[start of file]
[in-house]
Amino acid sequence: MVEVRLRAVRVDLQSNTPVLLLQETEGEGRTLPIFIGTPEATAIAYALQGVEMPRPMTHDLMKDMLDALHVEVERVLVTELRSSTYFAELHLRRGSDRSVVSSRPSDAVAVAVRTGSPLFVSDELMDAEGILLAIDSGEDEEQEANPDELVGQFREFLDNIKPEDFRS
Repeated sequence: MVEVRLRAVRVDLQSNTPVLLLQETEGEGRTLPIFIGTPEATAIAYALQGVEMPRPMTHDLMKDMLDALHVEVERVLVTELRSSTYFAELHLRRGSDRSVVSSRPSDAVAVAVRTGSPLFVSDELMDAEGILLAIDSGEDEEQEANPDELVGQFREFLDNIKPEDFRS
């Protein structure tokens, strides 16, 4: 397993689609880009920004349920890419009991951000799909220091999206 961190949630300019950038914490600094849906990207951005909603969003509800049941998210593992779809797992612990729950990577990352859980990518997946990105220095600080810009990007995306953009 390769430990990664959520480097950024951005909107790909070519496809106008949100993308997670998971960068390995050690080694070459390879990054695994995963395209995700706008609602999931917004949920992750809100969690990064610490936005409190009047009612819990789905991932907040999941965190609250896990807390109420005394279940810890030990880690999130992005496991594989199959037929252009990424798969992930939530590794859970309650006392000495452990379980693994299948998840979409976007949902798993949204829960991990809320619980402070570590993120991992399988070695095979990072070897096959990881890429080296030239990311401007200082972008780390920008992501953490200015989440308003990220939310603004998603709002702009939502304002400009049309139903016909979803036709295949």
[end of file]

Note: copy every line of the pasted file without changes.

[in-house]
Amino acid sequence: MVEVRLRAVRVDLQSNTPVLLLQETEGEGRTLPIFIGTPEATAIAYALQGVEMPRPMTHDLMKDMLDALHVEVERVLVTELRSSTYFAELHLRRGSDRSVVSSRPSDAVAVAVRTGSPLFVSDELMDAEGILLAIDSGEDEEQEANPDELVGQFREFLDNIKPEDFRS
Repeated sequence: MVEVRLRAVRVDLQSNTPVLLLQETEGEGRTLPIFIGTPEATAIAYALQGVEMPRPMTHDLMKDMLDALHVEVERVLVTELRSSTYFAELHLRRGSDRSVVSSRPSDAVAVAVRTGSPLFVSDELMDAEGILLAIDSGEDEEQEANPDELVGQFREFLDNIKPEDFRS
């Protein structure tokens, strides 16, 4: 397993689609880009920004349920890419009991951000799909220091999206 961190949630300019950038914490600094849906990207951005909603969003509800049941998210593992779809797992612990729950990577990352859980990518997946990105220095600080810009990007995306953009 390769430990990664959520480097950024951005909107790909070519496809106008949100993308997670998971960068390995050690080694070459390879990054695994995963395209995700706008609602999931917004949920992750809100969690990064610490936005409190009047009612819990789905991932907040999941965190609250896990807390109420005394279940810890030990880690999130992005496991594989199959037929252009990424798969992930939530590794859970309650006392000495452990379980693994299948998840979409976007949902798993949204829960991990809320619980402070570590993120991992399988070695095979990072070897096959990881890429080296030239990311401007200082972008780390920008992501953490200015989440308003990220939310603004998603709002702009939502304002400009049309139903016909979803036709295949």